Women Leaders Respond to Humanitarian Crisis in Ukraine

By Sharon Samber


Women Leaders Respond to Humanitarian Crisis in Ukraine

Tetyana Kotova, a HIAS mental health staffer, embraces a group of elderly refugees at a shelter in Lviv, Ukraine on February 13, 2023. (Paula Bronstein for HIAS)

This month, HIAS is sponsoring seven women at the forefront of the humanitarian response to the war in Ukraine to travel to the United Nations. The purpose of their visit is to bring their first-hand accounts about the war’s ongoing disproportionate impact on women and girls — and reinforce the urgent need for support for women-led initiatives in the region.

“It is not just about reparations,” said delegation representative Iryna Kuratchenko, a Ukrainian psychologist and forensic specialist. Her organization, Vzayemodiya, focuses on violence against women and girls in Zaporizhzhia, Ukraine. “It is about the full support for survivors.”

Working together with the Women’s Refugee Commission, HIAS wants the women’s message to officials in New York to be clear: The response to the displacement crisis and the continuing incidence of gender-based violence in Ukraine and surrounding countries must center around a commitment to the increased representation and leadership of women and girls. HIAS’ commitment to support small local organizations that provide services to refugees and internally displaced people is also based on gender-responsive and equitable support of women- and LGBTQ+-led initiatives.

"It is not just about reparations. It is about the full support for survivors."

Iryna Kuratchenko, Ukrainian psychologist and forensic specialist

“HIAS is trying to get outside the box,” said Heidi Lehmann, HIAS’ senior advisor on gender and inclusion. “If we are only dealing with large NGOs, we are not reaching the people who need help the most.”

Delegation members represent grassroots organizations that work with Ukrainian refugees in Moldova, Poland, and Romania, as well as with internally displaced people inside Ukraine. Their visit is part of the organizations’ ongoing partnership with HIAS, which works with local organizations through its offices in Ukraine and surrounding countries where refugees have sought protection. In 2023, HIAS piloted the Women and Girls Fund, an emergency participatory grantmaking funding model in Ukraine, to shift power to communities leading response efforts and to promote equity and agency in humanitarian funding.

HIAS is continually working out how to get financial as well as organizational and technical support to the women-led organizations to make the greatest impact. The local groups have the connections and on-the-ground experience but lack the time or visibility to get large grants. HIAS can assist in coordinating projects and figuring out what expectations are manageable.

According to Raphael Marcus, HIAS’ chief programs officer, HIAS’ push for more localized action began with the recognition of the crucial work local organizations were already doing, and with the understanding that HIAS’ activities in Ukraine would optimally build on that existing work rather than replace it.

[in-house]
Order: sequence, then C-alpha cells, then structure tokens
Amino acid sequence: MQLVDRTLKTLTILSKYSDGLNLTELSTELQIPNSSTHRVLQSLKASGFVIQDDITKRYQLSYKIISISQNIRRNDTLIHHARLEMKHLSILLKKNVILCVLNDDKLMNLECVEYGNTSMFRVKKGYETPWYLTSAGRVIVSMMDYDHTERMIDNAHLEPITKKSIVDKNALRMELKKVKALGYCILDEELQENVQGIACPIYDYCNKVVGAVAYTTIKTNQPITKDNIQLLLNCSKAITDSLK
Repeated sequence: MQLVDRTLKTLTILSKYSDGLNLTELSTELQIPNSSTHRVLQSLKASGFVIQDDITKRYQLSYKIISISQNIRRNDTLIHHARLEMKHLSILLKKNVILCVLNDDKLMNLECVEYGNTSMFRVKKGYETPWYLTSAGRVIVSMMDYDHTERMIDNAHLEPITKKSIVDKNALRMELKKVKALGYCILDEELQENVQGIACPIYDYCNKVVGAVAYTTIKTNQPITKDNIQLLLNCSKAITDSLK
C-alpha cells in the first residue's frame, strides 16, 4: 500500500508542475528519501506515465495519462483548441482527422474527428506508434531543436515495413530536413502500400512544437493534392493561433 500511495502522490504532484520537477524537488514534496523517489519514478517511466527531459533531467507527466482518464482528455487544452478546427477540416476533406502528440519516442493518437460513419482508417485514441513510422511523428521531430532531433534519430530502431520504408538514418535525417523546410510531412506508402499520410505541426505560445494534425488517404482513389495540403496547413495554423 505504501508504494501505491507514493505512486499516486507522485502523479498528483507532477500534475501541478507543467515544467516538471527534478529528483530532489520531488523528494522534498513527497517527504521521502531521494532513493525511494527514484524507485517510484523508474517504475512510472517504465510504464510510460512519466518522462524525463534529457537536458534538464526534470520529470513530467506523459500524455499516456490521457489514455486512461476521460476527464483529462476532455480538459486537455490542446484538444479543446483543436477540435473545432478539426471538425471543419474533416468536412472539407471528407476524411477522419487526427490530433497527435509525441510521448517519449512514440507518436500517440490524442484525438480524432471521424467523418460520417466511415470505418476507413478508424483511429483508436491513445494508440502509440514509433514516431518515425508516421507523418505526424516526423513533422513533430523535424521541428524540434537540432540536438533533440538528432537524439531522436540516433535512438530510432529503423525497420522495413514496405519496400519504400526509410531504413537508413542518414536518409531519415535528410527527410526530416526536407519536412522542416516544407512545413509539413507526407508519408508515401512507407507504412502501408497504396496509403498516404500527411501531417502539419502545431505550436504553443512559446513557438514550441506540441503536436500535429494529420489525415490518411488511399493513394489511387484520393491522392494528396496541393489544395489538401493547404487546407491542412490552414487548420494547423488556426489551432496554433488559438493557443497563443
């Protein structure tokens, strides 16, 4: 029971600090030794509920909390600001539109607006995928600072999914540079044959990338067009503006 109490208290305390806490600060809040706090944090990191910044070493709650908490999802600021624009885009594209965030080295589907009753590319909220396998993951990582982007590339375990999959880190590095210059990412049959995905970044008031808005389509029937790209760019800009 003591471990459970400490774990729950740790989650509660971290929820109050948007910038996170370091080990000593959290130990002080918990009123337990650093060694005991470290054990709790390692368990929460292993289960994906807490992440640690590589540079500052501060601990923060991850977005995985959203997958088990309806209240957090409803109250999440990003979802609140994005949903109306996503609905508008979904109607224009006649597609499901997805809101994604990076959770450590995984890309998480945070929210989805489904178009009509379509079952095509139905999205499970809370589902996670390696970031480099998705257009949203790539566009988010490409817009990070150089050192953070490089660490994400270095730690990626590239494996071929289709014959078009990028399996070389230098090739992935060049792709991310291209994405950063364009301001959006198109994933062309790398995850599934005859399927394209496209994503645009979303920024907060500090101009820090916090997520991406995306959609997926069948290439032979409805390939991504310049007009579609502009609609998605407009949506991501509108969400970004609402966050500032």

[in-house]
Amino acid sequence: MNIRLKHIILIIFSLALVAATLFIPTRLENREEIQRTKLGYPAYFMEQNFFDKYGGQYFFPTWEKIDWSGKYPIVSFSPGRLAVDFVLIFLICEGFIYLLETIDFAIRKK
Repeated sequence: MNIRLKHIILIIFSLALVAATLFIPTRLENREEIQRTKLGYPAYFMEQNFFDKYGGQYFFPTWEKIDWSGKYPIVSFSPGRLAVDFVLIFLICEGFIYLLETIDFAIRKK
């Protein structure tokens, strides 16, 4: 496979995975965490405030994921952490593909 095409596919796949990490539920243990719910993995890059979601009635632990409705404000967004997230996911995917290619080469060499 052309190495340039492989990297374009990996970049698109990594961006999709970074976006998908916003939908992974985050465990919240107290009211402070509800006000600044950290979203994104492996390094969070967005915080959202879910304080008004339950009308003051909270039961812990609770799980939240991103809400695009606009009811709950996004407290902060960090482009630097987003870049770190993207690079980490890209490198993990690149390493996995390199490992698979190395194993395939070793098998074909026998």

“HIAS wants to shift power to local women and LGBTQ+- led organizations to foster more gender responsive humanitarian action,” Marcus said. “Prioritizing support to these organizations has been a great way of driving this ambition and changing conventional humanitarian response that for too long has failed women and girls and lacked sufficient gender responsive action across all phases of humanitarian relief.”

“HIAS wants to shift power to local women and LGBTQ+- led organizations to foster more gender responsive humanitarian action.”

Raphael Marcus, HIAS’ chief programs officer

One of the delegation participants is Jarmila Rybicka, who started a socially engaged bistro in Poland which became Conflict Kitchen, a multicultural space run by refugees which supports their self agency and empowerment. Conflict Kitchen’s delicious food has brought people together, offered legal employment, and provided a sense of belonging. When full-scale war broke out in 2022, Conflict Kitchen began providing shelter, organizing safe travel, and offering other life-saving support to refugees coming to Poland. Today, the bistro continues to support the most marginalized refugees, including those from third countries (without Ukrainian passports), stateless people, and LGBTQ+ refugees.

Following their arrival in New York City on March 16, delegation members will participate in panels co-sponsored by the Permanent Missions of Germany and Ukraine to the United Nations, in association with HIAS and WRC, to discuss gender-responsive approaches to recovery and reconstruction in Ukraine. Their talk will also cover the role of local women- and LGBTQ+-led organizations in promoting accountability and justice for gender-based violence. On March 21, the delegation will join a discussion organized by the UN Commission on the Status of Women about financing and institutional reform for gender-responsive recovery and reconstruction. While in New York, members also plan to meet with other stakeholders, including UN Women, UNICEF, and UNHCR.

On March 25, delegation members will travel to Washington, D.C., where they will meet with policymakers in Congress and the administration.

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